We received a lot of feedback on our kitchen and have revised some of our decisions. Thank you for your contributions. Throughout this post you will find renderings of the design reworked.
Just to give a bit more detail about the kitchen, it is approximately 14 feet long and the countertops are about 2 feet wide. When it comes to materials we most likely will go with apple-ply or green MDF, but it all depends on what the final say is from Nic and Chad, so we will see. As far as the mobile units go, we envisioned that the pieces would be stainless steel for durability and strength. However, Pappajohn Woodworking is assembling the cabinetry and will let us know if that is a wise decision. We wanted to better explain how the mobile units are able to move out from underneath the counter while base cabinet storage space remains. In the pictures it may not be clear that the cabinets are attached directly to the wall, similar to the upper cabinets, so the mobile countertops would fit around them, hence the storage space is always usable. We really enjoyed the suggestion to looking into RV living as a space saving inspiration and have decided that we will revise the counter top a bit, if it is feasible, to increase the mobile work spaces past 25% to an even 50. We also wanted to note that as of right now the mobile countertops will be locked in place by a stopper on the casters themselves. As of yet, we have not designed a way for them to lock to the refrigerator island since there is the possibility that the user will not place them in that position. However when the design is finalized, we will know for sure whether or not there is enough stability or if they need to be latched onto surrounding structures.
On to recycling. We did have qualms about the amount of space we allotted for it, so we decided that the unit for recycling and trash will just be for recycling. This is in hopes that between the recycling unit and the composter the owner would be discouraged from creating “unusable” waste. The recycling drawer consists of three removable bins, a larger one for plastic and two equal sized bins for glass and paper. This means that the homeowner would need to purchase their own trash bin, which would hopefully be smaller, since the kitchen provides more sustainable methods of waste management. We also think the recycling/trash chute to the basement is a great idea and will be sure to suggest it as another extension from the kitchen to the basement along with the food chest.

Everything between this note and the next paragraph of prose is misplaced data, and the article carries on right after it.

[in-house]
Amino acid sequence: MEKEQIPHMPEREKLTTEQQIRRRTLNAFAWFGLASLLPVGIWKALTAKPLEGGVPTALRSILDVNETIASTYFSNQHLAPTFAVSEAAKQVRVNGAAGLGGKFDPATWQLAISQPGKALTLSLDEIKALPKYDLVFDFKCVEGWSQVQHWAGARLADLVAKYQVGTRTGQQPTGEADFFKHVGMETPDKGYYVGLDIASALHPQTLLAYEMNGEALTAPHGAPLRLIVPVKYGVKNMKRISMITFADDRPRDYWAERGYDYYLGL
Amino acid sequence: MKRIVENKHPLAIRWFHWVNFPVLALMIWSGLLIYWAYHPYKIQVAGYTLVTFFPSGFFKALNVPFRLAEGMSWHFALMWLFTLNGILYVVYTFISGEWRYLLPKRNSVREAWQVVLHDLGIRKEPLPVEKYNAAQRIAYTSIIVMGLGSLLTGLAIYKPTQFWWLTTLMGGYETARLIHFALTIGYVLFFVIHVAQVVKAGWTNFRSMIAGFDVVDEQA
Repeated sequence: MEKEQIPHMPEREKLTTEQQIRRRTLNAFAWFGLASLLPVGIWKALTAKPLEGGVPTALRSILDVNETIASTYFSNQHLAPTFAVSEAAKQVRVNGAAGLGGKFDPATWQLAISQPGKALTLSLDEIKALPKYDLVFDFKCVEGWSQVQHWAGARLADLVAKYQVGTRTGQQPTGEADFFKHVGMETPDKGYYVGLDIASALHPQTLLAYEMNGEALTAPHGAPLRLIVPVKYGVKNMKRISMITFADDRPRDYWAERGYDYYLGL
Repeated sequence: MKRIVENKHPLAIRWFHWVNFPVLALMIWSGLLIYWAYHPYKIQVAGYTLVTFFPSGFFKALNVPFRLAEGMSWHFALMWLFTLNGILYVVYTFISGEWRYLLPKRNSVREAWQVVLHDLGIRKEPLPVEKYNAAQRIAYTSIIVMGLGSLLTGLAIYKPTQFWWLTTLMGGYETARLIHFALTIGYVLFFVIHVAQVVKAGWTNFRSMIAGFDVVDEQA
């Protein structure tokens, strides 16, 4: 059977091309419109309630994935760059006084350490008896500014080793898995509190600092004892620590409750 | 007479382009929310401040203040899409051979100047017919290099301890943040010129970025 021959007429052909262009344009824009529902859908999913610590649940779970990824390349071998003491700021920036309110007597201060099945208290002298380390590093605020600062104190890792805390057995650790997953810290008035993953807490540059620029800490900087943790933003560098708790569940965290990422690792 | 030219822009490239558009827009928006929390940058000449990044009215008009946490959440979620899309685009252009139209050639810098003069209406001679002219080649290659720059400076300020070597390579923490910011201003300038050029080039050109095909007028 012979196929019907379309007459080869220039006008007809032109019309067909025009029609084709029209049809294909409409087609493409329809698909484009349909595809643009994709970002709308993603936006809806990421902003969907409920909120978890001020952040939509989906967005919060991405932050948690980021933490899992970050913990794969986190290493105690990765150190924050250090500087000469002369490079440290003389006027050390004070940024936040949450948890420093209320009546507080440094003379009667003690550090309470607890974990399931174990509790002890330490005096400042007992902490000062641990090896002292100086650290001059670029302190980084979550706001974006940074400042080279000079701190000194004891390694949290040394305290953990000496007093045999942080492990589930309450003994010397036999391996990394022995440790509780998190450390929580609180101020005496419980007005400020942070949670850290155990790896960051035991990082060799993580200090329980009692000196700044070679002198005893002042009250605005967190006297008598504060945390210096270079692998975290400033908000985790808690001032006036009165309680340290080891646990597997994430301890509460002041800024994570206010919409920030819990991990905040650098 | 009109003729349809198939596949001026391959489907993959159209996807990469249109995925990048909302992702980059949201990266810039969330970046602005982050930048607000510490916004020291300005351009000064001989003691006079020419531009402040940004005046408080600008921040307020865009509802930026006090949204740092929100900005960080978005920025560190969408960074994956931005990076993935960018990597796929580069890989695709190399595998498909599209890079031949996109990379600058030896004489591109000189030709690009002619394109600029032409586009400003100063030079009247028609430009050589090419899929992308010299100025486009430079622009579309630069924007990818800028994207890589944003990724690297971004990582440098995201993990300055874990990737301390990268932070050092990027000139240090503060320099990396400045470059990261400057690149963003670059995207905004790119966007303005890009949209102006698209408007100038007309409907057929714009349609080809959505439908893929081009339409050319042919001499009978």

Now on to water issues. Some readers had questions about what type of foot pedal system we were looking into. We have done the most research into Footfaucet.com, a business that makes foot faucet kits along with an installation manual of how to connect the pedals to a control box that is wired to the garbage disposal or dishwasher for energy and to the water valves. Based on their installation packet and diagrams the system appeared to be relatively simple so we have yet to discuss it with a plumbing contractor, however based on your concerns we are looking into what would be the response to this type of installation.
We also researched a bit on dishwashers and the advantage of having them to the right or left of the sink. There is no conclusive evidence of it needing to be on one side or the other however some right handed consumers have mentioned that it is more comfortable for them to load and unload when the dishwasher is to their right, most likely because it is parallel to the more dominant side of their body. Thus in consideration of the kitchen user’s ergonomic experience we will suggest to Postgreen that future homeowners be given the option of having the dishwasher to the left or right of the sink based on their preference, although it will remain to the left as a default.
Thank you again for your comments and feel free to leave more. This is our final blog post for postgreen, but we have enjoyed our time working on this kitchen concept for one of their homes. We hope that in the future, if any of you get to experience one you will let us know what you think, and whether or not it provided you with a space that was more energy, water, waste and work efficient, making it in fact an extreme green kitchen.
-Megan and Victoria
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